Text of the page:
The purpose of this study is to evaluate academic achievement of special education students enrolled in Challenger Middle school's inclusion program and the fidelity measured by student progress in CST/CMA scores in reading/language arts and mathematics and the relationship and efficacy of behavioral support. The evaluation of Challenger Middle school's inclusion program will serve as criteria to determine if any adjustments needed in relation to providing adequate and equitable service for special education students in compliance with the federal mandates and regulations of NCLB & IDEA.
There will be three research questions for this study. The research questions are:
What is the success rate of the special education program of Challenger Middle school students in grades seven on the academic proficiency in writing as measured by California's CST/CMA scores?
What is the impact of the special education program designed for Challenger Middle school students in grades six, seven,…
Do you think this student might have a learning disability? Why or why not?
learning disability is referred to as affecting acquisition, organization, retention, and understanding of information, both verbal and nonverbal, as gauged from perceiving, thinking, remembering, or learning. The student understands information, memorizes information, understands science concepts, and has fairly good math skills.
Do you think this student might have ADHD? Why or why not?
ADHD is defined through three main groups of symptoms; inattention, hyperactivity, and impulsivity. Inattention; the student has messy writing, lacks focus -- struggles to read class materials, and forgets to complete homework. Hyperactivity; the student has difficulty staying at his desk, and is very talkative in class. Impulsivity; has difficulty following rules, and talks out inappropriately without raising his hand.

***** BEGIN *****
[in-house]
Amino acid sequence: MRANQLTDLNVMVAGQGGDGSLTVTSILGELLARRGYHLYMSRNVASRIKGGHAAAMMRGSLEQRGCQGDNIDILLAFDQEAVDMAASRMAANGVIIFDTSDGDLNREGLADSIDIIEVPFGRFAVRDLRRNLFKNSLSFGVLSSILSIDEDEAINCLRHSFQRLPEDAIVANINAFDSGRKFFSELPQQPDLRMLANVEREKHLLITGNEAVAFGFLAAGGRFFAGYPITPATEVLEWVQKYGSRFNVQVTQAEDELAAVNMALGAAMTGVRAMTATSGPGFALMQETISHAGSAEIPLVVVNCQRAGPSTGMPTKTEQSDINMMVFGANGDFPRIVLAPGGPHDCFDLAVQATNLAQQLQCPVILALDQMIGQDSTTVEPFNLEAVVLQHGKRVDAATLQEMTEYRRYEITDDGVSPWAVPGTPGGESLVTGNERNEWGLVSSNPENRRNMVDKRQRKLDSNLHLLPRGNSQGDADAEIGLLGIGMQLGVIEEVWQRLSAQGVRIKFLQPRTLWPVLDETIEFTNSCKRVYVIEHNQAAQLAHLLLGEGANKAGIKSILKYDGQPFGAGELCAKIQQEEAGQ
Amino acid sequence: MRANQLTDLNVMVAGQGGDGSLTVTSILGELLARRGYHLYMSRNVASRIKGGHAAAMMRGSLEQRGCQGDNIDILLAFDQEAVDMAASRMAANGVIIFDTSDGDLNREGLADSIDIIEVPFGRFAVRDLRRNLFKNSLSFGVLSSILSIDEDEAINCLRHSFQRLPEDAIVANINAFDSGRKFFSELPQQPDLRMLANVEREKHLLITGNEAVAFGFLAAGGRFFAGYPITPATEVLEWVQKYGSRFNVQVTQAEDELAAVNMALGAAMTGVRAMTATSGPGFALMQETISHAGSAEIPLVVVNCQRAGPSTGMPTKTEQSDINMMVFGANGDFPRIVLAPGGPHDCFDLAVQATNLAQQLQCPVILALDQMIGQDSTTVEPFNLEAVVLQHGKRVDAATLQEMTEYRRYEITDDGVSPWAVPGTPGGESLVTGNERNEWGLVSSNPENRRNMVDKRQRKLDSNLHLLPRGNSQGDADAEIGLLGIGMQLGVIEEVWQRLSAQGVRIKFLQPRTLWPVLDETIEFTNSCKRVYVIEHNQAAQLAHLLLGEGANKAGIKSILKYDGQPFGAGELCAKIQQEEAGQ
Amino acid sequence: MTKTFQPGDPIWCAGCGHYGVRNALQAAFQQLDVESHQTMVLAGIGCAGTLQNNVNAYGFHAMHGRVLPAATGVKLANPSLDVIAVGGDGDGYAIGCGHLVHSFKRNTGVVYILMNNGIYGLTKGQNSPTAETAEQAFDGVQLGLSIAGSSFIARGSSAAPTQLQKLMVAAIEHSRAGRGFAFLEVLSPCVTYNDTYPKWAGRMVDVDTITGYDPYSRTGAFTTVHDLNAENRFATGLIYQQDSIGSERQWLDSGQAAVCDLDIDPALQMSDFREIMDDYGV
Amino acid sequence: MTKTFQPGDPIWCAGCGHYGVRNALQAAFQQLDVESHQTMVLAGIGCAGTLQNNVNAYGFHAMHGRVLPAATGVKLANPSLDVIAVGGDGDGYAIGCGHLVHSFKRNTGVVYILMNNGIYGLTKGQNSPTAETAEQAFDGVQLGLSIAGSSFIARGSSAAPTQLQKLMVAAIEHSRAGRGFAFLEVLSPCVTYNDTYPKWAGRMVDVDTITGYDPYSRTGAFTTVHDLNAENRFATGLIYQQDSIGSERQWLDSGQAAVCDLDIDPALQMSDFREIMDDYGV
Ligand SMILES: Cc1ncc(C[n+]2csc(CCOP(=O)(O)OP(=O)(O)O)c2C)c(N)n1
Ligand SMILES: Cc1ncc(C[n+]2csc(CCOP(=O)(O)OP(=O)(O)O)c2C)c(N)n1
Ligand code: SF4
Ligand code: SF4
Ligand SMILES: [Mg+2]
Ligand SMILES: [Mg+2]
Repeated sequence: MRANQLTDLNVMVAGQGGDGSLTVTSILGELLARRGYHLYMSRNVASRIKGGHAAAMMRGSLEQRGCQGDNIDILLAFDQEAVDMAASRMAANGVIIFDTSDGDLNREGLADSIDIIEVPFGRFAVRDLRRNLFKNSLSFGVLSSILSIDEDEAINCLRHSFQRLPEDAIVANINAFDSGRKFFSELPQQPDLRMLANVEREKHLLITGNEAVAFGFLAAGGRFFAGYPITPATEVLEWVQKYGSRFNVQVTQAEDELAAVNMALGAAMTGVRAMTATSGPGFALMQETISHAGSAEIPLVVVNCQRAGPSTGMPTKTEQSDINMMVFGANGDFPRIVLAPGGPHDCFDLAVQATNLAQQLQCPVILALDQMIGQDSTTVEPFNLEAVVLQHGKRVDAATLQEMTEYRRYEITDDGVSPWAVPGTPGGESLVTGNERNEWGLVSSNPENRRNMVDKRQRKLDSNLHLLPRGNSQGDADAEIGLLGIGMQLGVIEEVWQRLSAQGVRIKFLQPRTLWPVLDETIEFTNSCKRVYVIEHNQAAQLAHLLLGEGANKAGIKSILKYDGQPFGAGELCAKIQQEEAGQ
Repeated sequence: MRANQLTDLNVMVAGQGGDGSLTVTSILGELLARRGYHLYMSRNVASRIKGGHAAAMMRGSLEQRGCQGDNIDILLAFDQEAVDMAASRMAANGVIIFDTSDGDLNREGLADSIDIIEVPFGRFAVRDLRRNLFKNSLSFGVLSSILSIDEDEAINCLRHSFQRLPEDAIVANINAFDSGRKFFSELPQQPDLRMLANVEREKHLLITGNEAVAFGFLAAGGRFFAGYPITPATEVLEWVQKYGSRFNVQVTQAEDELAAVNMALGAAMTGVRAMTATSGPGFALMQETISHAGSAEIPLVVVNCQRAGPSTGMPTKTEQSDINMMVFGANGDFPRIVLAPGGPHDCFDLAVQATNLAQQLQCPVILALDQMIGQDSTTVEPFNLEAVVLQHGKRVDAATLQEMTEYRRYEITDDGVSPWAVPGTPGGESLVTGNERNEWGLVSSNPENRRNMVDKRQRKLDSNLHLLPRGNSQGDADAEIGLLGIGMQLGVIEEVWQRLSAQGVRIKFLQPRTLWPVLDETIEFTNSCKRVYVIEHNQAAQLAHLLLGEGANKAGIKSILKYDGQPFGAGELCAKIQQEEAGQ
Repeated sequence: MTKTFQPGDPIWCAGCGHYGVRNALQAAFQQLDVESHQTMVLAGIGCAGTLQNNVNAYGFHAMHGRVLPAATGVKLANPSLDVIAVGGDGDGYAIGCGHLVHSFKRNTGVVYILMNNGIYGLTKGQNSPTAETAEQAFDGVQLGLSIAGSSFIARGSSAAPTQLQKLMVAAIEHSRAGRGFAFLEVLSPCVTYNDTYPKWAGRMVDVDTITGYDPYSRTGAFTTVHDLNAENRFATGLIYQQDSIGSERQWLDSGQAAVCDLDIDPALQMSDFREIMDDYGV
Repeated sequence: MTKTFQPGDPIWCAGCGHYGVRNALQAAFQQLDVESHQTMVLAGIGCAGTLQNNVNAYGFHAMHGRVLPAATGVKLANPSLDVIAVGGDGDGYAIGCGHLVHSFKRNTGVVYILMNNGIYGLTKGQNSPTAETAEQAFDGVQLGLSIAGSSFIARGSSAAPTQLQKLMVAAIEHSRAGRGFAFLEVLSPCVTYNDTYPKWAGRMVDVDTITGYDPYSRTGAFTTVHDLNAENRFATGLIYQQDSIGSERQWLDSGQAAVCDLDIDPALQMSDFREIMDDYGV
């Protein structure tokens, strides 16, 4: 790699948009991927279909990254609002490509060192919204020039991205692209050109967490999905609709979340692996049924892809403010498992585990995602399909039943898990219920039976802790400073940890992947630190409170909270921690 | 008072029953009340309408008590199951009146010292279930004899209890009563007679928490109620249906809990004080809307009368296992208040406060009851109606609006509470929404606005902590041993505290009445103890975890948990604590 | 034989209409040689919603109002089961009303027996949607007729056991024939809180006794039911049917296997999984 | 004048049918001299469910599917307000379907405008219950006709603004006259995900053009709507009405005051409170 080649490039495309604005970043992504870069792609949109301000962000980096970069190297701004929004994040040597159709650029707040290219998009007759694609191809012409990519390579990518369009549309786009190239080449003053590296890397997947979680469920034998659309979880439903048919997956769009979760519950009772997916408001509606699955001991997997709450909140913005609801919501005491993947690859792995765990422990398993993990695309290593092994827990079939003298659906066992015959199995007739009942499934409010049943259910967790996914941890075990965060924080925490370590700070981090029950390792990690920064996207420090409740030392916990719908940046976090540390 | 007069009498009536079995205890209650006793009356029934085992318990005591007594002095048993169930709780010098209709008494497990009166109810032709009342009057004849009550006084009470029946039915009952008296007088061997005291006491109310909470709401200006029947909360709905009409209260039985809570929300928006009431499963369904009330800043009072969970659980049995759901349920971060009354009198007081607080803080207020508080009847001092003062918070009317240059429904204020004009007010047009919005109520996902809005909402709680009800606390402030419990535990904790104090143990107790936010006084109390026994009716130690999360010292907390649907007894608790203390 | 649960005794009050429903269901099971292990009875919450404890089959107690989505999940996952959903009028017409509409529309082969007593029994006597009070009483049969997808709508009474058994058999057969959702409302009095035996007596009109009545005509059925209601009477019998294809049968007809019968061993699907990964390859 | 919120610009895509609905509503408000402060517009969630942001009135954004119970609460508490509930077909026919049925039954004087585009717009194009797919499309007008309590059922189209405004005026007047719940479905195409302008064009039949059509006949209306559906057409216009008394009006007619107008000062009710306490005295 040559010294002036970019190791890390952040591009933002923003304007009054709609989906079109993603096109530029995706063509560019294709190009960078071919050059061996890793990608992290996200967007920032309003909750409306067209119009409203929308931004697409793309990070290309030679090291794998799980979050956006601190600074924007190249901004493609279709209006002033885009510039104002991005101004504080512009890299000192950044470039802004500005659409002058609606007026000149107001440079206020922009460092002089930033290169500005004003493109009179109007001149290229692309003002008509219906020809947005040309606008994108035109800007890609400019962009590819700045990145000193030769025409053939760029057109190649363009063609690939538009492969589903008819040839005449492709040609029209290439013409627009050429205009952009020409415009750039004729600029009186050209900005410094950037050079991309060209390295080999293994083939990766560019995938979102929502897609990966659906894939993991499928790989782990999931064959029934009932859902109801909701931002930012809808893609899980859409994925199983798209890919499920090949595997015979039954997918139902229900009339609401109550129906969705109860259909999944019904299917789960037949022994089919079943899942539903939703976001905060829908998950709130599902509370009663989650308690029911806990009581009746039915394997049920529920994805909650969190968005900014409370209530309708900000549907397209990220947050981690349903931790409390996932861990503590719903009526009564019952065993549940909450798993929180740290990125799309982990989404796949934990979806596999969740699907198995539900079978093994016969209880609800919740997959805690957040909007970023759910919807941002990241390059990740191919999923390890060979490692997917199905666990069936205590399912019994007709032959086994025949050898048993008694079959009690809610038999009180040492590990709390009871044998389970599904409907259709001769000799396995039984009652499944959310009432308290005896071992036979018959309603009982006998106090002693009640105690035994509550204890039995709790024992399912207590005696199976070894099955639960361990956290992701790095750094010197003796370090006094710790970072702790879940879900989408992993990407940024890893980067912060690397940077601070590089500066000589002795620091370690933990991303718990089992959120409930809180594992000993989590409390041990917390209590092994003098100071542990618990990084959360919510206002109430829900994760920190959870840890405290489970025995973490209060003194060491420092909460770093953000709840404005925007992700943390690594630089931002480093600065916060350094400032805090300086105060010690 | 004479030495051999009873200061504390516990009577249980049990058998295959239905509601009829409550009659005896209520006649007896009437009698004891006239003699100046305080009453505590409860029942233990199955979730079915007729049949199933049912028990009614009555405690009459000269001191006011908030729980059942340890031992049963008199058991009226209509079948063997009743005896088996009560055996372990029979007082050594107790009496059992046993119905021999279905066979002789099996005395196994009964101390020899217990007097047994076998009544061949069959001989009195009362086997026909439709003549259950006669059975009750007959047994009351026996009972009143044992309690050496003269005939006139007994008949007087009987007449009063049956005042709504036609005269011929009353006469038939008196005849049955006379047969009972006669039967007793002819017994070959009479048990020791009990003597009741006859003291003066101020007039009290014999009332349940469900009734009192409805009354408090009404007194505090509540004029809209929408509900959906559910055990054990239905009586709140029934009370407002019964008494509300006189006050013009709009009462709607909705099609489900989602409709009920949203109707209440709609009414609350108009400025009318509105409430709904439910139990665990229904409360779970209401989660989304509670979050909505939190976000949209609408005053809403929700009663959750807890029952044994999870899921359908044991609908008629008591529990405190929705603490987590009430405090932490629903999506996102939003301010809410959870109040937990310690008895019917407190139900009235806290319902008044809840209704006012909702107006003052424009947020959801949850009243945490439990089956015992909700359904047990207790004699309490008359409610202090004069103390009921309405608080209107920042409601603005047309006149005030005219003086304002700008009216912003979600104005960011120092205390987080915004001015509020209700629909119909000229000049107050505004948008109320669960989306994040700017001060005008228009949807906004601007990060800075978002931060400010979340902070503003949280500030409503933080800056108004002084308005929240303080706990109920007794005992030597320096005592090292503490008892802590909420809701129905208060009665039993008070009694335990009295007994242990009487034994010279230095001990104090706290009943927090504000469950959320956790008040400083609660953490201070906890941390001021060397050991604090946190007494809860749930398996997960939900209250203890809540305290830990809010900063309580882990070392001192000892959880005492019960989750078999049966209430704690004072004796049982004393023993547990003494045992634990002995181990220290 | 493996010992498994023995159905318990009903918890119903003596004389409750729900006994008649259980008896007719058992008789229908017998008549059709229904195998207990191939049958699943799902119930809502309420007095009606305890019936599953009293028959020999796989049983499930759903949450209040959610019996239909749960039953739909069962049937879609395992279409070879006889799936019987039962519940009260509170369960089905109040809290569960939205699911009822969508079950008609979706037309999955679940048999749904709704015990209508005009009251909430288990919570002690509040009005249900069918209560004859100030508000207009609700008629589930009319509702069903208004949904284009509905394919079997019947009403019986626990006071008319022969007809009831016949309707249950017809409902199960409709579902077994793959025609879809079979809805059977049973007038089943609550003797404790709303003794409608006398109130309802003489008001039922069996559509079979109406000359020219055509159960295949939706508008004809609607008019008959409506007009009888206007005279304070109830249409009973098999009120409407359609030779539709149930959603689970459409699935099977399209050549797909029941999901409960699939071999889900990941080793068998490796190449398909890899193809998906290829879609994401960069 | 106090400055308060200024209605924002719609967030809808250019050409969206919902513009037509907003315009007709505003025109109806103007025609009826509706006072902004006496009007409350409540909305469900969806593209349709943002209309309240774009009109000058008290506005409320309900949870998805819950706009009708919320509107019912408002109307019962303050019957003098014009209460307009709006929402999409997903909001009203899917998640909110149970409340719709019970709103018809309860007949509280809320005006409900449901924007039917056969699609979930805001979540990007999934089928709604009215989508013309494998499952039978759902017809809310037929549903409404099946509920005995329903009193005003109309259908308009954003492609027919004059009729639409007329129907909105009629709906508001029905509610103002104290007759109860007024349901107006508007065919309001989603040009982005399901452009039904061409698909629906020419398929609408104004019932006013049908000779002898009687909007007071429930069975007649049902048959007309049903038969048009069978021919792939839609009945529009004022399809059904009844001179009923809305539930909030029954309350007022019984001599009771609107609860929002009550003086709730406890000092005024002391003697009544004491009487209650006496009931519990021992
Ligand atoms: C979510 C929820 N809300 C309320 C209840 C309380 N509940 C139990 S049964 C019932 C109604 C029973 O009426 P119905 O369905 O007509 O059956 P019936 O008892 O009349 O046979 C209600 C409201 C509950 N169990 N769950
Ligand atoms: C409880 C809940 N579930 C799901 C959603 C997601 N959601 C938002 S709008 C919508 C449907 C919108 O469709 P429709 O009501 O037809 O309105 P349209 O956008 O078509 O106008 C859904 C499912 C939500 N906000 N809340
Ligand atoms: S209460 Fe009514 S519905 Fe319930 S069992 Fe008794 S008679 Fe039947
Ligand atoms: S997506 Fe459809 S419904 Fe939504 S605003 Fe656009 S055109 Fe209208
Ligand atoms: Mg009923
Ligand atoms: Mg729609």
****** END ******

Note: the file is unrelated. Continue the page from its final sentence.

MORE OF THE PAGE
What assessment tools would be used to determine whether or not this student has ADHD?
There is not an established criterion…
Danielson, M. (2015, October). "The Diagnosis and Treatment of ADHD Among Children in Foster Care Using Medicaid Claims Data, 2011." In 2015 AAP National Conference and Exhibition. American Academy of Pediatrics.
Siu, A. L. (2015). Screening for speech and language delay and disorders in children aged 5 years or younger: U.S. Preventive Services Task Force Recommendation Statement. Pediatrics, 136(2), e474-e481.
urban elementary school in Eastern, New York . That problem
Specifically, is the social promotion of fourth grade students with disabilities. Currently, nothing is being done to address the issue as social promotion which is supported by state education policies that benefit from children being passed to the next grade level. This benefit consists essentially of state and federal funding (Meier et al., 2004, p.8). Special education teachers are tasked with teaching students who have not mastered basic skills.
Meier, D. et al. (2004). Many Children Left Behind: How the No Child Left Behind Act
is Damaging Our Children and Our Schools. Boston: Beacon Press.
There is a gap in practice regarding the effects of social promotion regarding teachers and students, as the concept remains controversial (Frey, 2005).
Frey, N. (2005). Retention, social promotion, and academic redshirting. Remedial and Special Education, 26(6): 332-346.
There is a…
students becoming more eager to learn with technology?
What affect does the use of technology in the classroom have on the students or interest in the curriculum?
Does the engagement in computer activities improve the concentration span of the students?
The reason why I chose these questions: